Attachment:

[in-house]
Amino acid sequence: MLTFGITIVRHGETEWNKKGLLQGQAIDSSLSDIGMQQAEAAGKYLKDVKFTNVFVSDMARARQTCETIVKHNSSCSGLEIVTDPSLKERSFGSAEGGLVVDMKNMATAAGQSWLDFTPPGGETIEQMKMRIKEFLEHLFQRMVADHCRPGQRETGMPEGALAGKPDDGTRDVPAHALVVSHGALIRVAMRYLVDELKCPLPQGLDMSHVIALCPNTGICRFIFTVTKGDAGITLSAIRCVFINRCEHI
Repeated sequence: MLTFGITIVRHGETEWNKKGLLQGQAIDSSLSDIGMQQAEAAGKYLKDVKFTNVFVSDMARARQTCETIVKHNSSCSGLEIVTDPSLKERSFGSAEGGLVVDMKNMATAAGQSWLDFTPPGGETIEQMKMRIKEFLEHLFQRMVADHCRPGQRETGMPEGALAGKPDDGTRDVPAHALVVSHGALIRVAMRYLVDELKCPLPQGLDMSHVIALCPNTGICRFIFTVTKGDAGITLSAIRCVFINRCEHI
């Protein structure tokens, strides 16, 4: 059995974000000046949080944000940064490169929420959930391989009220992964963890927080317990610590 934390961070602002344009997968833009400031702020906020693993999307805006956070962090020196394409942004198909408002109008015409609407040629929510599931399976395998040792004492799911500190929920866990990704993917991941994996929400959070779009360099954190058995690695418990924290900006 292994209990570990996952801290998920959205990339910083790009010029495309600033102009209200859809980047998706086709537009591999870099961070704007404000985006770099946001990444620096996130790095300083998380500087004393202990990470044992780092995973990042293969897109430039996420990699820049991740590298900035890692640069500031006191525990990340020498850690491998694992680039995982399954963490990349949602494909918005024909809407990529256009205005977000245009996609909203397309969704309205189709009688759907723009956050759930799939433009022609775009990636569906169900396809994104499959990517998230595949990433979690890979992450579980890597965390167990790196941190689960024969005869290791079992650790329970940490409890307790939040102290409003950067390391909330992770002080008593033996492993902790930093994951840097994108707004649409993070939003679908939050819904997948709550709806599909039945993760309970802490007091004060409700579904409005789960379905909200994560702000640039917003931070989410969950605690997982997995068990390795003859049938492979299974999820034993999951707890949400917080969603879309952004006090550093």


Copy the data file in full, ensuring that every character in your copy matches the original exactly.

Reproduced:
[in-house]
Amino acid sequence: MLTFGITIVRHGETEWNKKGLLQGQAIDSSLSDIGMQQAEAAGKYLKDVKFTNVFVSDMARARQTCETIVKHNSSCSGLEIVTDPSLKERSFGSAEGGLVVDMKNMATAAGQSWLDFTPPGGETIEQMKMRIKEFLEHLFQRMVADHCRPGQRETGMPEGALAGKPDDGTRDVPAHALVVSHGALIRVAMRYLVDELKCPLPQGLDMSHVIALCPNTGICRFIFTVTKGDAGITLSAIRCVFINRCEHI
Repeated sequence: MLTFGITIVRHGETEWNKKGLLQGQAIDSSLSDIGMQQAEAAGKYLKDVKFTNVFVSDMARARQTCETIVKHNSSCSGLEIVTDPSLKERSFGSAEGGLVVDMKNMATAAGQSWLDFTPPGGETIEQMKMRIKEFLEHLFQRMVADHCRPGQRETGMPEGALAGKPDDGTRDVPAHALVVSHGALIRVAMRYLVDELKCPLPQGLDMSHVIALCPNTGICRFIFTVTKGDAGITLSAIRCVFINRCEHI
């Protein structure tokens, strides 16, 4: 059995974000000046949080944000940064490169929420959930391989009220992964963890927080317990610590 934390961070602002344009997968833009400031702020906020693993999307805006956070962090020196394409942004198909408002109008015409609407040629929510599931399976395998040792004492799911500190929920866990990704993917991941994996929400959070779009360099954190058995690695418990924290900006 292994209990570990996952801290998920959205990339910083790009010029495309600033102009209200859809980047998706086709537009591999870099961070704007404000985006770099946001990444620096996130790095300083998380500087004393202990990470044992780092995973990042293969897109430039996420990699820049991740590298900035890692640069500031006191525990990340020498850690491998694992680039995982399954963490990349949602494909918005024909809407990529256009205005977000245009996609909203397309969704309205189709009688759907723009956050759930799939433009022609775009990636569906169900396809994104499959990517998230595949990433979690890979992450579980890597965390167990790196941190689960024969005869290791079992650790329970940490409890307790939040102290409003950067390391909330992770002080008593033996492993902790930093994951840097994108707004649409993070939003679908939050819904997948709550709806599909039945993760309970802490007091004060409700579904409005789960379905909200994560702000640039917003931070989410969950605690997982997995068990390795003859049938492979299974999820034993999951707890949400917080969603879309952004006090550093």